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Indian women are used to getting empty promises, but are we willing to sit quietly without significant provisions for women in the 2019 elections (and no guarantee of a follow-through)? Let's take a look at what the parties offer.
Indian women are used to getting empty promises, but are we willing to sit quietly without significant provisions for women in the 2019 elections (and no guarantee of a follow-through)? Let’s take a look at what the parties offer.
The election fever for the constitution of the 17th Lok Sabha is rising each day. Along with the announcements about candidates and filing of nomination papers, various political parties are also unveiling their vision for governance for the next five years. This vision is captured through various poll promises across areas like employment, economy, security, provisions for disadvantaged etc. in the parties’ manifesto documents.
While a political party like BSP (Bahujan Samaj Party) has categorically mentioned that it doesn’t believe in manifestos, others like BJP (Bhartiya Janta Party) have still to share their roadmap which will act as a benchmark for performance if elected for the 17th term of the parliament.
As we wait for more poll promises to come, here is a look at some of the provisions for women in the 2019 elections manifestos which have already been unveiled.
Women form half of the Indian population today. In the 2019 elections, women voters are predicted to outnumber men when it comes to using their right to vote and elect. With the increase in women voters, there is a shift in the focus of political parties too, in considering women voters as serious stakeholders in the elections.
While women empowerment was a major poll promise in the last elections, this year too, it appears to be no different at least on the paper. Political parties have come up with various plans and promises around gender justice and women empowerment.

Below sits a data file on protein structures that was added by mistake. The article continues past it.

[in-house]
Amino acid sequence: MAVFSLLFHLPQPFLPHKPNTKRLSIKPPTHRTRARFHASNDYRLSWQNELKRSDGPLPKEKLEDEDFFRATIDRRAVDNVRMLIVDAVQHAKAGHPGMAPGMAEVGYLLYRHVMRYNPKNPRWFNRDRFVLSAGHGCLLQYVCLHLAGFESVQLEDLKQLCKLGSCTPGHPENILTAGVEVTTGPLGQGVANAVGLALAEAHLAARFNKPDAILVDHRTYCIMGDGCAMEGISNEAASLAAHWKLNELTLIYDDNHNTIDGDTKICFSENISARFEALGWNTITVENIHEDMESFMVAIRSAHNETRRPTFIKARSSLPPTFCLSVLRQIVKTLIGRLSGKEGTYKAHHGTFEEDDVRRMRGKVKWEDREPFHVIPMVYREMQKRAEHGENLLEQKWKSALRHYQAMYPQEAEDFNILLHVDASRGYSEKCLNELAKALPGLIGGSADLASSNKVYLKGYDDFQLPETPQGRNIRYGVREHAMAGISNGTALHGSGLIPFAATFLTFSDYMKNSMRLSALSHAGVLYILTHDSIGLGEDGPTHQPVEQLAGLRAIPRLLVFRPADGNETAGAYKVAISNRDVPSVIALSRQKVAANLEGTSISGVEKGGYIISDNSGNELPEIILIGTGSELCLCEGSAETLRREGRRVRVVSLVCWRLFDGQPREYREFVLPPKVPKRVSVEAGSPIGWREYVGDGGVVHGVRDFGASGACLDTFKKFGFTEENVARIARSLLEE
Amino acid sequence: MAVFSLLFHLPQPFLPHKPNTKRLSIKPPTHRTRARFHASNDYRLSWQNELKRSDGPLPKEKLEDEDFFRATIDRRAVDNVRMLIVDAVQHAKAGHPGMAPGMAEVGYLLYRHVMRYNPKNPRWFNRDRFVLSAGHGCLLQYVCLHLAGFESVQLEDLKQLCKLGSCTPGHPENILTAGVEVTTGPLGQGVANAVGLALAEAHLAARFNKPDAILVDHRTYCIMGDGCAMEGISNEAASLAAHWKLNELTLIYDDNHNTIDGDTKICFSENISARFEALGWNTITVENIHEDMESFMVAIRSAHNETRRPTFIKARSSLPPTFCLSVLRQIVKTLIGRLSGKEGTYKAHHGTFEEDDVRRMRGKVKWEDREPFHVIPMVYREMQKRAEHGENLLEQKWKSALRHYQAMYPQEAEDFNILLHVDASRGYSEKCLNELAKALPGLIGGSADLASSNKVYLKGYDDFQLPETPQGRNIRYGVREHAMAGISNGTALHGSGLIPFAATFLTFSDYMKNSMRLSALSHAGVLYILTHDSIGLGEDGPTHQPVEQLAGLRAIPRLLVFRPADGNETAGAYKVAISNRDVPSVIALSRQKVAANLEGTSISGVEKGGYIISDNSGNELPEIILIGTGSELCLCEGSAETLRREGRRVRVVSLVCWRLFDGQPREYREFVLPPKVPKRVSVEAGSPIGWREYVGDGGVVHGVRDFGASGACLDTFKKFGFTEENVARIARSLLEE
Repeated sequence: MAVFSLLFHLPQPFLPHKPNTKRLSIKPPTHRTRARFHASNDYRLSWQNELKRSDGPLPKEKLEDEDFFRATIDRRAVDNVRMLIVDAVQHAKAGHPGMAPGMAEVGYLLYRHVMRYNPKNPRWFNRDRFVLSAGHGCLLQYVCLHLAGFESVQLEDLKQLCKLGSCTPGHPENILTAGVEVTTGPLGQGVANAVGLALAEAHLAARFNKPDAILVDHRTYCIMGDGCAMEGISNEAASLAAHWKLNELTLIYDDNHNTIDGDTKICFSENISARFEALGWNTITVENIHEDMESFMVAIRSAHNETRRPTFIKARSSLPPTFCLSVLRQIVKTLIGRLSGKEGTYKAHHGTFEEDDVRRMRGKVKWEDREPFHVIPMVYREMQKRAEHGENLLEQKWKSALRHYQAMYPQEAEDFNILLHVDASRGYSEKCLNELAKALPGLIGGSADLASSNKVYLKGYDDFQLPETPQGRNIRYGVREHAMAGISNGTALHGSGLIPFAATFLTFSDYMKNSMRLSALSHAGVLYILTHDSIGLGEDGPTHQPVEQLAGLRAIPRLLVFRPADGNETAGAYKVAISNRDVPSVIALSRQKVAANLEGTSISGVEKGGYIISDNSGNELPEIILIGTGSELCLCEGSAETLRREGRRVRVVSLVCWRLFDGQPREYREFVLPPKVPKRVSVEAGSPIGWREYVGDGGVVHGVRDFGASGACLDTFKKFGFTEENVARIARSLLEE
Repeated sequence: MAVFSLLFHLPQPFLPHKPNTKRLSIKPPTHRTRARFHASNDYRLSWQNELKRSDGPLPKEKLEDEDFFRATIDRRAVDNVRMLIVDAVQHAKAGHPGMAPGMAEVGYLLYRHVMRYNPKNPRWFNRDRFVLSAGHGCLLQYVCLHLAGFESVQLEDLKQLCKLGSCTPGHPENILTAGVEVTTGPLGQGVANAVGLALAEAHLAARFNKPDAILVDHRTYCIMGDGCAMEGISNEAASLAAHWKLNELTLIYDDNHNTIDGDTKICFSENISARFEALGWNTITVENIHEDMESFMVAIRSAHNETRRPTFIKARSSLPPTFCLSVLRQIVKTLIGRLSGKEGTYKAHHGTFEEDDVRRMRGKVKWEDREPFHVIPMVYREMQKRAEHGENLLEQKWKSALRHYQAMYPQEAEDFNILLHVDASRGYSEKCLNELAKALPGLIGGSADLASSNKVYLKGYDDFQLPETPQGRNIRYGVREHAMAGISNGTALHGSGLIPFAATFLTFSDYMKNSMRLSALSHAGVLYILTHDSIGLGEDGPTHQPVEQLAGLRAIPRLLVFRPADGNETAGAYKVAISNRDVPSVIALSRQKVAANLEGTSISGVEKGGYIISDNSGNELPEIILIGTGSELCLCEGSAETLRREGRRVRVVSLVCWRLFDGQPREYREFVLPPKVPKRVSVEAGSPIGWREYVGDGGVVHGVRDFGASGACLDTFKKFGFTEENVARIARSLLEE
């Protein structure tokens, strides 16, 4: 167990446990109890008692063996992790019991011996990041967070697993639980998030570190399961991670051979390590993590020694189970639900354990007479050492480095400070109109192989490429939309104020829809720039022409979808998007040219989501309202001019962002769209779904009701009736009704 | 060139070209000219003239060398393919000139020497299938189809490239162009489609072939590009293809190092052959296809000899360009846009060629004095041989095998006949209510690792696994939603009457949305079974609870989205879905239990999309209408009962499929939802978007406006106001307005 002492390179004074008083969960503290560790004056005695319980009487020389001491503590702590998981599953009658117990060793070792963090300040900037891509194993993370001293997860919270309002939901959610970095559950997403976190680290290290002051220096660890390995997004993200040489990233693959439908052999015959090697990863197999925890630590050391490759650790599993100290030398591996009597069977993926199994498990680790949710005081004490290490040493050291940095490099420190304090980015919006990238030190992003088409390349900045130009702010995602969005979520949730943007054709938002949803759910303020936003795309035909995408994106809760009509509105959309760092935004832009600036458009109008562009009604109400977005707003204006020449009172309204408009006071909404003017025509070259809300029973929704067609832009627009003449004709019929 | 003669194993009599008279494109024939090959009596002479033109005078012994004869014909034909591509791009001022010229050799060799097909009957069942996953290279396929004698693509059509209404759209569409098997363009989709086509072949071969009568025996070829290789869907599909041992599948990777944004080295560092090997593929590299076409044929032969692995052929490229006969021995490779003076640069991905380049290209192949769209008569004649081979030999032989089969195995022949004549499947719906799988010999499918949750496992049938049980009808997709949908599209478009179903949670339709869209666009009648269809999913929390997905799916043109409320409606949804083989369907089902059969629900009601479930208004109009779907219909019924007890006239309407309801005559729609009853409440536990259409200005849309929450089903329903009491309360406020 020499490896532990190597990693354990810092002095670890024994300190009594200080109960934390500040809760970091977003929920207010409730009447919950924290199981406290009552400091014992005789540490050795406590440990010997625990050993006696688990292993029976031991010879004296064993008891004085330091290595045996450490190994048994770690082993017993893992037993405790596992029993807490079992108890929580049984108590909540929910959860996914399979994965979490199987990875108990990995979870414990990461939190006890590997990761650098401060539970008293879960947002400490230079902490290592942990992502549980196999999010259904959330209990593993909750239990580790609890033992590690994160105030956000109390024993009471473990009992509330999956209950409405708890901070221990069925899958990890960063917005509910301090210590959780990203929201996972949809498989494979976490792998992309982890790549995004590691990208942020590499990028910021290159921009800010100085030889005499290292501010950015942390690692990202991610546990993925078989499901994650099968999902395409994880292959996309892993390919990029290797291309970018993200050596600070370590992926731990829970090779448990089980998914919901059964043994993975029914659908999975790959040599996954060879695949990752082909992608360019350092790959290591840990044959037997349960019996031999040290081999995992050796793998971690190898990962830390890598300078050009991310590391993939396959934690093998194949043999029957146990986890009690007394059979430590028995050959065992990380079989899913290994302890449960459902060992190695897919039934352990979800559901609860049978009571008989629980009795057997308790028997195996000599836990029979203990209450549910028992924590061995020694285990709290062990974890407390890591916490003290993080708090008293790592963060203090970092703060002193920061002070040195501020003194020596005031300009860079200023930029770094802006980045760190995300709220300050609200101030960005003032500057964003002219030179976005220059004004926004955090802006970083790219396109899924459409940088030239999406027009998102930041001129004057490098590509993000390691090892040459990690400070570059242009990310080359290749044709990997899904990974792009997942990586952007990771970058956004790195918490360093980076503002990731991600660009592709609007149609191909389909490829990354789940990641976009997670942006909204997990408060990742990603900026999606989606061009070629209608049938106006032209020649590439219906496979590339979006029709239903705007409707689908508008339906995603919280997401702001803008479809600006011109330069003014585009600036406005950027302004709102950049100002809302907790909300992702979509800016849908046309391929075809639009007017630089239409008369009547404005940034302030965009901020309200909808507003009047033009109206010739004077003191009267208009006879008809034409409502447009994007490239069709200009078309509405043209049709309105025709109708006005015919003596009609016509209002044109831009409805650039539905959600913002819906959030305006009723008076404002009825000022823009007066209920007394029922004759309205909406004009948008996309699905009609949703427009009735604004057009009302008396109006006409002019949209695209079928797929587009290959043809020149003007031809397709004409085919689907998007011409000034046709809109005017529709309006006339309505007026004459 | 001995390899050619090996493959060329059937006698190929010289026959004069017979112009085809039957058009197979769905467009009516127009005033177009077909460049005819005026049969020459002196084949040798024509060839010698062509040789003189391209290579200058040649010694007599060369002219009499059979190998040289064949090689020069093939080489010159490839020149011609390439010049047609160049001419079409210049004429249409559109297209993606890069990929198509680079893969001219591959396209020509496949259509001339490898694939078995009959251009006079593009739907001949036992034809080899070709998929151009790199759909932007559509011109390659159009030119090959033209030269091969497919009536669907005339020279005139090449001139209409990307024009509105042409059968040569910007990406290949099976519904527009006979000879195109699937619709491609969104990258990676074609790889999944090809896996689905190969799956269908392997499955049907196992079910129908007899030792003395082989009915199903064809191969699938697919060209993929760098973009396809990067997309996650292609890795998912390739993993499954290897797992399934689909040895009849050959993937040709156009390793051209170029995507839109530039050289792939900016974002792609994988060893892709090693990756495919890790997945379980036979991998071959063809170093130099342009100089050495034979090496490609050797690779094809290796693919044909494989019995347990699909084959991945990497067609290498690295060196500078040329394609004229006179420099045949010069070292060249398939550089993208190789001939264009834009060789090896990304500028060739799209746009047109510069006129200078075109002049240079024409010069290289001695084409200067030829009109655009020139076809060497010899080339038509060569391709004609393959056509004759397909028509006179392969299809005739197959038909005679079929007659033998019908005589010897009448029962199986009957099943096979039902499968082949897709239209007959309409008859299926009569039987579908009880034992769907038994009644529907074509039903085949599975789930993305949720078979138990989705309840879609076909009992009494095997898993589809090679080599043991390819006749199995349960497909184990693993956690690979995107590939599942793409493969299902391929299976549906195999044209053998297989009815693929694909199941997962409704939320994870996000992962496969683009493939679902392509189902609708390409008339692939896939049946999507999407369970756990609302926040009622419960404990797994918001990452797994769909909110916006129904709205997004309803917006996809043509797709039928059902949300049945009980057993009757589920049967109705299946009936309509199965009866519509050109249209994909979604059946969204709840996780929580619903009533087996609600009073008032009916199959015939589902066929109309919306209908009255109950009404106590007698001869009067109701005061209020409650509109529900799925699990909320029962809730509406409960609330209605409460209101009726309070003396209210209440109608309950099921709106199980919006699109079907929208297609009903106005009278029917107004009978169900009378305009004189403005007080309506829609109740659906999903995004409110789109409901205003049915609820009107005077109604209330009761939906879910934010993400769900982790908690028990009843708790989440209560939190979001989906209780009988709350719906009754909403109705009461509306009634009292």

Here is a quick perusal of some of these key provisions –
The Congress party released its manifesto this week on April 2nd, 2019. The 55 page document titled Hum Nibhayenge promises “Kaam, Daam, Shaan, Sushaasan, Swabhimaan and Samaan” (Work, Wealth, Power, Good Governance, Self Esteem, Daily Needs) for the Indian citizens.
The section Swabhimaan – Self esteem for the deprived highlights the party’s plans and vision on women empowerment and gender justice through 13 provisions. Some key items –
Reservation for women
Economic Empowerment of Women
Safety and Security of women
“India needs not just women development but women-led development that makes women the leading force of our development trajectory” ~ Mr Narendra Modi
Called Sankalp Patra, the 45-page BJP manifesto was released today on April 8th 2019. Divided into 15 chapters, the manifesto claims to be focussing on Sabka Saath, Sabka Vikas, and talks about women’s provisions under the chapter -Women Empowerment.
The manifesto builds upon BJP’s various ongoing programs and doesn’t bring out any path-breaking new revolutionary schemes/plans for women. It though talks in terms of numbers and targets for a few plans. Key points –
Safety and Security of women
Women Welfare and Health
It is worth noting that coincidentally, in the last Lok Sabha elections 2014, the party had shared its road map only by April 7th 2014, which was the first day of the nine phased Lok Sabha elections. BJP’s 2014 manifesto, also called Sankalp Patra had various provisions for women including complete support for women reservation bill, various plans and schemes for economic empowerment, welfare and safety of women. Some of which have been forgotten over these 5 years.
It’s a sorry state that out of 374 candidates fielded by the party, so far only 45 are women, which is just 12%. With this track record, provisions for women in 2019 elections seems far away.
The 35 page AAP (Aam Aadmi Party) Delhi Manifesto titled “Full Statehood for Delhi” was released on April 25th 2019. With statehood as the sole objective of participating in Lok Sabha 2019 elections, the manifesto speaks about 12 key transformation areas which include Education, Health, Women Safety, Police Reforms. Zero Corruption, Jobs, Land and Housing, Prevention from Sealing, Cleanliness, Pollution, Transport and Yamuna Rejuvenation. The few provisions for women which the party promises to deliver once the full statehood is achieved are primarily in the area of women safety and security.
Economic Empowerment of Women